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UNCW Receives NIH Grant

Funding Will Support Study of Symbolic Processes in Animals

Bruce and Galizio will use NIH funding to study symbolic processes in animals.
Bruce and Galizio will use NIH funding to study symbolic processes in animals.
Photo: Michael Spencer/UNCW

UNCW has received a $452,750 grant from the National Institutes of Health to further animal behavior research and explore the possibility of symbolic processes in animals.

The research will be led by Kate Bruce and Mark Galizio, faculty in the UNCW Department of Psychology. Their project, “Transfer of Function Across Equivalence Classes: Implications for Substance Use,” will explore symbolic abilities in rats.

“One of the most obvious and critical faculties that separates humans from other animals is the use of language and symbolic associations,” said Bruce. “For a number of years, scientists have been exploring the possibility that animals may possess rudimentary symbolic processes. There is certainly evidence of symbol use in apes, dogs and even some birds. Recently in our lab, we have found evidence of basic symbolic abilities in rats.”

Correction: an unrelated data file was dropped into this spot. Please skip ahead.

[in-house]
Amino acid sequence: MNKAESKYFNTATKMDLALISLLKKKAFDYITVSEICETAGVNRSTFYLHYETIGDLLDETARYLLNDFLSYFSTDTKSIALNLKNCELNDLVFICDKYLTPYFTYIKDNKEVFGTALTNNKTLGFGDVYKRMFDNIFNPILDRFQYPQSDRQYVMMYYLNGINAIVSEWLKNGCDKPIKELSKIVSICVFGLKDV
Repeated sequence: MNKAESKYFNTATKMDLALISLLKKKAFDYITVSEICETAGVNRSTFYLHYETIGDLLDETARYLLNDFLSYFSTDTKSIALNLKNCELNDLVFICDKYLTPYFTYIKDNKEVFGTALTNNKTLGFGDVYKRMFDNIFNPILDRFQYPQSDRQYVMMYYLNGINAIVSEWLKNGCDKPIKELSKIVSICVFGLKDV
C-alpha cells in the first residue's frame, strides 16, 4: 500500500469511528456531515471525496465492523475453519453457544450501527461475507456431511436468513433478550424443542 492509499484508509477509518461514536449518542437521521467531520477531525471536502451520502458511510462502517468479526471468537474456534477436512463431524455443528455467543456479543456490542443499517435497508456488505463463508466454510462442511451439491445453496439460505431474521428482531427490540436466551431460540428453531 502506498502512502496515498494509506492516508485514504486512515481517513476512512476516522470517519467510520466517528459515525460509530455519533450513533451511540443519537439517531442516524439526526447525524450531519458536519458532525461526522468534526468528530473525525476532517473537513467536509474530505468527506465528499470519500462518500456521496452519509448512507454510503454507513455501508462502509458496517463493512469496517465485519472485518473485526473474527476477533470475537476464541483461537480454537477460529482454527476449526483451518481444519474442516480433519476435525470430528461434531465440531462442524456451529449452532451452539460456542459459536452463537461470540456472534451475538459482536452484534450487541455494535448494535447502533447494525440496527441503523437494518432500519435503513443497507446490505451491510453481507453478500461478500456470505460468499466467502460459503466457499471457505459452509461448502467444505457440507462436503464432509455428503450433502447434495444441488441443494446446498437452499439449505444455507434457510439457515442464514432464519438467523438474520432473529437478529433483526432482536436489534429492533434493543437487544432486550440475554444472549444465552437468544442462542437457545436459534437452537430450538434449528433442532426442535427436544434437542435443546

Over the next three years, the NIH funding will allow Bruce and Galizio to conduct a series of experiments to assess whether categories of stimuli trained in rats share properties with natural human language categories. For rats, odor stimuli are used because of their remarkable olfactory discriminations, which are even sharper than dogs. The researchers will test whether category members are functionally interchangeable with each other and whether emotional or cognitive properties, e.g., anxiety and drug cravings, attached to one category member can transfer to the other category members as they do in people.

Rodent models are critically important in neuroscience research. 

"These experiments are significant because a rat model of symbolic processes may allow scientists to learn more about the neural mechanisms underlying human symbol use and language as well as the evolutionary roots of symbolic processes,” said Galizio.

Research reported in this press release is supported by the National Institute on Drug Abuse of the National Institutes of Health under award number 1R15DA058909. The content is solely the responsibility of the authors and does not necessarily represent the official views of the National Institutes of Health.